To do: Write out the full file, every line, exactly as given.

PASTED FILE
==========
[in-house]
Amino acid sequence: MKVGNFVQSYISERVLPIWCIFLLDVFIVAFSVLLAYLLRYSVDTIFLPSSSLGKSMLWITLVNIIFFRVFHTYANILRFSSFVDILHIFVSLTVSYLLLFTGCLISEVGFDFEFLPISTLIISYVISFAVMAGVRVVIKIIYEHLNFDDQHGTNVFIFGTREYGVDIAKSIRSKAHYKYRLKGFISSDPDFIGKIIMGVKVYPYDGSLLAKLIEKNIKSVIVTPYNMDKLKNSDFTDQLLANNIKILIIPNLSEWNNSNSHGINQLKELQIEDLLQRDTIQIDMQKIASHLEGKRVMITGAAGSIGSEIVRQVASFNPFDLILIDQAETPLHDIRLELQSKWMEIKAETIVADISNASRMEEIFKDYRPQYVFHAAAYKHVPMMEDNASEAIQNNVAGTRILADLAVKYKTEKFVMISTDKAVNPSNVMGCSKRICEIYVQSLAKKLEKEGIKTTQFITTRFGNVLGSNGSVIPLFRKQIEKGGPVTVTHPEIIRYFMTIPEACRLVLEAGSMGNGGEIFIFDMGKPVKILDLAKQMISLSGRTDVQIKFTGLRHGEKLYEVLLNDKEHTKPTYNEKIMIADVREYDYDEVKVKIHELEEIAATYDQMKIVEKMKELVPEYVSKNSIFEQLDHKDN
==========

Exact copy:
[in-house]
Amino acid sequence: MKVGNFVQSYISERVLPIWCIFLLDVFIVAFSVLLAYLLRYSVDTIFLPSSSLGKSMLWITLVNIIFFRVFHTYANILRFSSFVDILHIFVSLTVSYLLLFTGCLISEVGFDFEFLPISTLIISYVISFAVMAGVRVVIKIIYEHLNFDDQHGTNVFIFGTREYGVDIAKSIRSKAHYKYRLKGFISSDPDFIGKIIMGVKVYPYDGSLLAKLIEKNIKSVIVTPYNMDKLKNSDFTDQLLANNIKILIIPNLSEWNNSNSHGINQLKELQIEDLLQRDTIQIDMQKIASHLEGKRVMITGAAGSIGSEIVRQVASFNPFDLILIDQAETPLHDIRLELQSKWMEIKAETIVADISNASRMEEIFKDYRPQYVFHAAAYKHVPMMEDNASEAIQNNVAGTRILADLAVKYKTEKFVMISTDKAVNPSNVMGCSKRICEIYVQSLAKKLEKEGIKTTQFITTRFGNVLGSNGSVIPLFRKQIEKGGPVTVTHPEIIRYFMTIPEACRLVLEAGSMGNGGEIFIFDMGKPVKILDLAKQMISLSGRTDVQIKFTGLRHGEKLYEVLLNDKEHTKPTYNEKIMIADVREYDYDEVKVKIHELEEIAATYDQMKIVEKMKELVPEYVSKNSIFEQLDHKDN